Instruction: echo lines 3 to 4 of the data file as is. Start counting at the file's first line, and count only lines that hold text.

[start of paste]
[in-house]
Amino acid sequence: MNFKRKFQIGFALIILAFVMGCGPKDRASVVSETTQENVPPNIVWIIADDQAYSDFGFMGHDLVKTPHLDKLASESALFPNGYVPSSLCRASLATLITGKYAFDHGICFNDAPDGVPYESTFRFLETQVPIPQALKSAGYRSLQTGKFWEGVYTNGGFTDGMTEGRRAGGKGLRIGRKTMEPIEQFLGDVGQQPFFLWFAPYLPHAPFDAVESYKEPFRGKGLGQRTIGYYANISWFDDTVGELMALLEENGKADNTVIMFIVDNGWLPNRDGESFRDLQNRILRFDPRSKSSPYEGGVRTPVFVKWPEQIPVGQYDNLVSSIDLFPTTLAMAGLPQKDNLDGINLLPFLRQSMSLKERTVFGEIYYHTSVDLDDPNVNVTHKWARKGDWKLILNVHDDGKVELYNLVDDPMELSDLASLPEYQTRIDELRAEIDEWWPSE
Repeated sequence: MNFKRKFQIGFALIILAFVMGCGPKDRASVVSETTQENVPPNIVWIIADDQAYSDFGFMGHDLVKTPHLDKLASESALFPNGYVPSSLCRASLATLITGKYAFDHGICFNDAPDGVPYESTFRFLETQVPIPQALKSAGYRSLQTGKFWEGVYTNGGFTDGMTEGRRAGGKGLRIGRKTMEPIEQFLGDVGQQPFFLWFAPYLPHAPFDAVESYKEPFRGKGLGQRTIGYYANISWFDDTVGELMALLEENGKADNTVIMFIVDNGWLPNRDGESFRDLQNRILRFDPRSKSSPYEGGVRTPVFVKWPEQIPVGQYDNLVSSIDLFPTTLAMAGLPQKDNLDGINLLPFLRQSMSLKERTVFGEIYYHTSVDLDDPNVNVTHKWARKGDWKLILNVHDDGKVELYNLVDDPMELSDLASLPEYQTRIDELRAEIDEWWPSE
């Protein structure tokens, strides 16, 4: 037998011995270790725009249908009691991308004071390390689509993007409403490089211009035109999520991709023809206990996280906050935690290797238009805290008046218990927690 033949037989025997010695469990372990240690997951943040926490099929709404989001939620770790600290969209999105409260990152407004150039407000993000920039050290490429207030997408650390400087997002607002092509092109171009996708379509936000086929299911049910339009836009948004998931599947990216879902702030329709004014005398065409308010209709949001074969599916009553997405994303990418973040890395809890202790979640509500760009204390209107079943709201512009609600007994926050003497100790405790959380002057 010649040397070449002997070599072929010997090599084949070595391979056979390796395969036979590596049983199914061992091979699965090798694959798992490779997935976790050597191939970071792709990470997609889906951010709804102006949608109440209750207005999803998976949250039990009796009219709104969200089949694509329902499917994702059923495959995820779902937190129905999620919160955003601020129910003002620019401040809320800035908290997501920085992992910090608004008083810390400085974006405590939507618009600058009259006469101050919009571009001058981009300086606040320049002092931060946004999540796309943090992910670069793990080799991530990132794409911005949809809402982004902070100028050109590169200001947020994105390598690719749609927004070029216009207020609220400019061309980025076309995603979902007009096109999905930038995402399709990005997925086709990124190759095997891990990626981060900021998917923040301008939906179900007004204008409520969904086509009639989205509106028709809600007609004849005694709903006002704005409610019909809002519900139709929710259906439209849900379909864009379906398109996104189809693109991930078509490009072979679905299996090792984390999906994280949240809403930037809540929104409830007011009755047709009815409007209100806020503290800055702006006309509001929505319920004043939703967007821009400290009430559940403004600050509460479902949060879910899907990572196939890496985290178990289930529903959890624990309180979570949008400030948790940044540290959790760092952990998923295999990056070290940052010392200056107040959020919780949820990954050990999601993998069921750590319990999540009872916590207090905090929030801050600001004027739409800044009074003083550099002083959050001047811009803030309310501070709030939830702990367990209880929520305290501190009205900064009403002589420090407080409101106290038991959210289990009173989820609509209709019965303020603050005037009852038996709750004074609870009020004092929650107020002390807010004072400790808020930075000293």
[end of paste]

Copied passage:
Repeated sequence: MNFKRKFQIGFALIILAFVMGCGPKDRASVVSETTQENVPPNIVWIIADDQAYSDFGFMGHDLVKTPHLDKLASESALFPNGYVPSSLCRASLATLITGKYAFDHGICFNDAPDGVPYESTFRFLETQVPIPQALKSAGYRSLQTGKFWEGVYTNGGFTDGMTEGRRAGGKGLRIGRKTMEPIEQFLGDVGQQPFFLWFAPYLPHAPFDAVESYKEPFRGKGLGQRTIGYYANISWFDDTVGELMALLEENGKADNTVIMFIVDNGWLPNRDGESFRDLQNRILRFDPRSKSSPYEGGVRTPVFVKWPEQIPVGQYDNLVSSIDLFPTTLAMAGLPQKDNLDGINLLPFLRQSMSLKERTVFGEIYYHTSVDLDDPNVNVTHKWARKGDWKLILNVHDDGKVELYNLVDDPMELSDLASLPEYQTRIDELRAEIDEWWPSE
């Protein structure tokens, strides 16, 4: 037998011995270790725009249908009691991308004071390390689509993007409403490089211009035109999520991709023809206990996280906050935690290797238009805290008046218990927690 033949037989025997010695469990372990240690997951943040926490099929709404989001939620770790600290969209999105409260990152407004150039407000993000920039050290490429207030997408650390400087997002607002092509092109171009996708379509936000086929299911049910339009836009948004998931599947990216879902702030329709004014005398065409308010209709949001074969599916009553997405994303990418973040890395809890202790979640509500760009204390209107079943709201512009609600007994926050003497100790405790959380002057 010649040397070449002997070599072929010997090599084949070595391979056979390796395969036979590596049983199914061992091979699965090798694959798992490779997935976790050597191939970071792709990470997609889906951010709804102006949608109440209750207005999803998976949250039990009796009219709104969200089949694509329902499917994702059923495959995820779902937190129905999620919160955003601020129910003002620019401040809320800035908290997501920085992992910090608004008083810390400085974006405590939507618009600058009259006469101050919009571009001058981009300086606040320049002092931060946004999540796309943090992910670069793990080799991530990132794409911005949809809402982004902070100028050109590169200001947020994105390598690719749609927004070029216009207020609220400019061309980025076309995603979902007009096109999905930038995402399709990005997925086709990124190759095997891990990626981060900021998917923040301008939906179900007004204008409520969904086509009639989205509106028709809600007609004849005694709903006002704005409610019909809002519900139709929710259906439209849900379909864009379906398109996104189809693109991930078509490009072979679905299996090792984390999906994280949240809403930037809540929104409830007011009755047709009815409007209100806020503290800055702006006309509001929505319920004043939703967007821009400290009430559940403004600050509460479902949060879910899907990572196939890496985290178990289930529903959890624990309180979570949008400030948790940044540290959790760092952990998923295999990056070290940052010392200056107040959020919780949820990954050990999601993998069921750590319990999540009872916590207090905090929030801050600001004027739409800044009074003083550099002083959050001047811009803030309310501070709030939830702990367990209880929520305290501190009205900064009403002589420090407080409101106290038991959210289990009173989820609509209709019965303020603050005037009852038996709750004074609870009020004092929650107020002390807010004072400790808020930075000293």